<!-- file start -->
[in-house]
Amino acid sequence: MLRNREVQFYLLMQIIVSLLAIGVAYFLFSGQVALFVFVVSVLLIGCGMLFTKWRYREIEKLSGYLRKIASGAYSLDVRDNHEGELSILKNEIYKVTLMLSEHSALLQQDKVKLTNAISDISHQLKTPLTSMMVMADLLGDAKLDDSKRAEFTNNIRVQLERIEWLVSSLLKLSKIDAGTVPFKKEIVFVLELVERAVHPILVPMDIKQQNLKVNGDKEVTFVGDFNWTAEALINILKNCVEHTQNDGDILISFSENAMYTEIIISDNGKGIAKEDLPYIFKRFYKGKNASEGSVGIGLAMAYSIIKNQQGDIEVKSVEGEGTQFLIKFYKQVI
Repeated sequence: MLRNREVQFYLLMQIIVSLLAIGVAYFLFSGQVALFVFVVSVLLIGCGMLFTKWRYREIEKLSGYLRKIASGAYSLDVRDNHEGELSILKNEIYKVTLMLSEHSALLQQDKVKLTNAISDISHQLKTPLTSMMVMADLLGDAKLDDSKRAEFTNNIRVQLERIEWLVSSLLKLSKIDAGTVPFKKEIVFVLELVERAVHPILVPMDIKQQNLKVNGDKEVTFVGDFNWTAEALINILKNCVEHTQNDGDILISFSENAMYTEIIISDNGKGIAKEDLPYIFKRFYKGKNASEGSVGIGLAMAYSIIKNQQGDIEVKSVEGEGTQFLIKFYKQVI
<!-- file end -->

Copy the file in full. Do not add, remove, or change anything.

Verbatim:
[in-house]
Amino acid sequence: MLRNREVQFYLLMQIIVSLLAIGVAYFLFSGQVALFVFVVSVLLIGCGMLFTKWRYREIEKLSGYLRKIASGAYSLDVRDNHEGELSILKNEIYKVTLMLSEHSALLQQDKVKLTNAISDISHQLKTPLTSMMVMADLLGDAKLDDSKRAEFTNNIRVQLERIEWLVSSLLKLSKIDAGTVPFKKEIVFVLELVERAVHPILVPMDIKQQNLKVNGDKEVTFVGDFNWTAEALINILKNCVEHTQNDGDILISFSENAMYTEIIISDNGKGIAKEDLPYIFKRFYKGKNASEGSVGIGLAMAYSIIKNQQGDIEVKSVEGEGTQFLIKFYKQVI
Repeated sequence: MLRNREVQFYLLMQIIVSLLAIGVAYFLFSGQVALFVFVVSVLLIGCGMLFTKWRYREIEKLSGYLRKIASGAYSLDVRDNHEGELSILKNEIYKVTLMLSEHSALLQQDKVKLTNAISDISHQLKTPLTSMMVMADLLGDAKLDDSKRAEFTNNIRVQLERIEWLVSSLLKLSKIDAGTVPFKKEIVFVLELVERAVHPILVPMDIKQQNLKVNGDKEVTFVGDFNWTAEALINILKNCVEHTQNDGDILISFSENAMYTEIIISDNGKGIAKEDLPYIFKRFYKGKNASEGSVGIGLAMAYSIIKNQQGDIEVKSVEGEGTQFLIKFYKQVI